Will someone please tell young women that taking your clothes off for money is not a feminist act? Somewhere along the way, the definition of feminism has gone awry. Although there is not one way to define feminism, most would agree that it involves the empowerment of women. Notice the term "women" because it is about doing what is best for the collective as opposed to the individual. Your personal gain from money earned by taking your clothes off does not translate directly to any type of gain for women as a collective. It just underscores dominant ideologies about the function of women in society -- as passive objects to be looked at and reduced to their genitalia. Popular culture seems to be a place where what qualifies as a feminist act gets muddied.
Last week, nude photos of The Hills star Audrina Patridge surfaced. The timing could not have been better since the photos came out just before the premiere of the new season of the sensationalized show. For those of you who have not seen it, you have not missed anything. It is a show about nothing, which seems to be the theme du jour of the reality genre. Suffice it to say, when you have a show whose main "characters" ooze narcissism, materialism and idiocy, then you have to drum up hype or buzz so that people remember to watch it. Although Patridge claims that the photos were taken of her when she was just out of high school, naïve and vulnerable, the timing of the photos suggests otherwise.
What is disturbing about these photos is that it seems to be a strategy used in Hollywood to elevate young, female wannabes from obscurity to stardom. Audrina, who has been overshadowed by her Hills co-stars (Heidi Montag and Lauren Conrad), has now emerged as the most popular member of the cast based on these steamy photos. Nude photos or raunchy sex tapes seem to be popping up everywhere, too. I suspect that folks have noticed the meteoric rise to superstardom of Paris Hilton and Kim Kardashian, both of whom "starred" in sex tapes, aiding them in their newfound celebrity status.
These young ladies are often criticized for their choices, but the million-dollar contracts and television shows tell a different story. Although they are supposedly being taken to task for these acts, it is clear that they are also being rewarded for this type of lewd behavior. High School Musical star Vanessa Hudgens was embroiled in a similar scandal last year. What did she get for her trouble? Hudgens received an even bigger contract from Disney to star in the next installment of the film and a $1 million endorsement deal from Skechers. Some would say that this is just business as usual. But it's troubling to hear people discussing this as if it is a feminist act, particularly female students.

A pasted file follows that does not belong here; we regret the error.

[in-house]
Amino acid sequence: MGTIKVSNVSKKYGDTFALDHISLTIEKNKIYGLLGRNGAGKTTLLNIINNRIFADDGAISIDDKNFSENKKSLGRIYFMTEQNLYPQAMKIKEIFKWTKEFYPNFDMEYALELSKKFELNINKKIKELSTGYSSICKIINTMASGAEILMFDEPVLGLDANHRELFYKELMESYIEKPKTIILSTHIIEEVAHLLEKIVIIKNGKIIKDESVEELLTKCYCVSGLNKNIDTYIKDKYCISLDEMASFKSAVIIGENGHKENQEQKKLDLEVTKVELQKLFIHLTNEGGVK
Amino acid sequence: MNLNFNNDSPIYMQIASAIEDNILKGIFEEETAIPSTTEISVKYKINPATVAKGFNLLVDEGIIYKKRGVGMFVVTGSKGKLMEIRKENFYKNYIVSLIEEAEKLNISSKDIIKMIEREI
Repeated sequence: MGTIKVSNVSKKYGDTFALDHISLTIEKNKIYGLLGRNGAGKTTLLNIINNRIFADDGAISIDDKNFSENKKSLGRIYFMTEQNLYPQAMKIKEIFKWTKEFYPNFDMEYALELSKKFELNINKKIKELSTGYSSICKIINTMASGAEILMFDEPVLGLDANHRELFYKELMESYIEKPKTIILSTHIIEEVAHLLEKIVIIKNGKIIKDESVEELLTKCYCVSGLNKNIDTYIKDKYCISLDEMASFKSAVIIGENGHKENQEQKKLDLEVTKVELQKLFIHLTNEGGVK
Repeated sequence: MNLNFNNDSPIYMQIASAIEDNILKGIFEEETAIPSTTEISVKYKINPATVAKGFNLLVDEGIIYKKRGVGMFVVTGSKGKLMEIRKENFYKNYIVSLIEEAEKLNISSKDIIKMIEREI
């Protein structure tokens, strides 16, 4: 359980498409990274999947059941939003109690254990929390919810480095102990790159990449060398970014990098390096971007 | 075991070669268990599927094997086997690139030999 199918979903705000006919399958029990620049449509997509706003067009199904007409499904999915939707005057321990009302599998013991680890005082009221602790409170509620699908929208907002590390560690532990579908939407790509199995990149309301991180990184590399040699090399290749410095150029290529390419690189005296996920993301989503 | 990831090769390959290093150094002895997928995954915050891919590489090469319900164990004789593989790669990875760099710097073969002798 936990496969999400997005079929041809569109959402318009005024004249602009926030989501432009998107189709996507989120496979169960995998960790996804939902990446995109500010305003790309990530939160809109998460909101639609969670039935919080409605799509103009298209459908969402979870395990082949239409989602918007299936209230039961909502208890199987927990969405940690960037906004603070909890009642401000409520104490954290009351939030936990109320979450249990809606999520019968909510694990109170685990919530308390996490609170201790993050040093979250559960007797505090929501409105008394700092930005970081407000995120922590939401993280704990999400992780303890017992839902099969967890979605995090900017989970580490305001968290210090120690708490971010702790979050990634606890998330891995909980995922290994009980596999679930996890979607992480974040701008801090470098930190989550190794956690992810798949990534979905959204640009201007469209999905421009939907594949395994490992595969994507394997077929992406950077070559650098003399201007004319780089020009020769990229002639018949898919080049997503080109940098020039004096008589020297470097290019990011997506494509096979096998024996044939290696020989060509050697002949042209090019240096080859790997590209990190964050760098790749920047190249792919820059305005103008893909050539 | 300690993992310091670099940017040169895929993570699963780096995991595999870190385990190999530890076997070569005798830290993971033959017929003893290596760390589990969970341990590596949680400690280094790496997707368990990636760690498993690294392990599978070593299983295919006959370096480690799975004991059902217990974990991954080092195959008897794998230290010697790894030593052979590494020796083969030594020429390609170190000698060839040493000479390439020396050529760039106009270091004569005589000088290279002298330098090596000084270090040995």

Women who allow themselves to be photographed nude for the pleasure of men, are not feminists and neither is the act. It is a selfish act. Women using their bodies for financial gain is not a feminist act -- even if it is to pay for college, which is a popular excuse that has crept into the public imagination. Financial aid is available and you do not have to swing around a pole to get funds.
While reading an interview with Eliot Spitzer's alleged prostitute on MSN.com, she spoke of the money that she received as a high-paid call girl and how it empowered her as a woman. Her list of items that she would not have been able to afford had she not done this included ultra-expensive clothes, accessories and travel. Selling your punany for Prada is not a feminist act -- it is a dumb one. To confuse power with materialism is dangerous.
On a recent trip back from Australia, I picked up an Australian edition of Glamour magazine. On the cover, it talked about stars fighting against human trafficking. Inside the magazine, there were nude photos of the stars with mini-interviews on the page. The introduction to the article stated that the stars were naked in order to symbolically "expose" the issue of human trafficking. Out of the six stars profiled in the piece, only two mentioned the issue of human trafficking. It appears that another type of human trafficking was going on -- naked photos of stars used to boost magazine sales as opposed to "exposing" the horrors of human trafficking (which is indeed a feminist issue). It is the exploitive use of the female body in this way that conflates the definition of feminism. Unfortunately, women are often the very people who create and execute these worrisome acts.
As we move into the summer, undoubtedly there will be more incidences of "celebrity slippage." Conflicting messages will continue to be sent to consumers and celebrities -- it is bad to take off your clothes in front of cameras, but if you decide to do it, you will be greatly rewarded. Hopefully, we will wise up and realize that there is nothing feminist about these individual "acts," which are toxic, denigrating and simply selfish.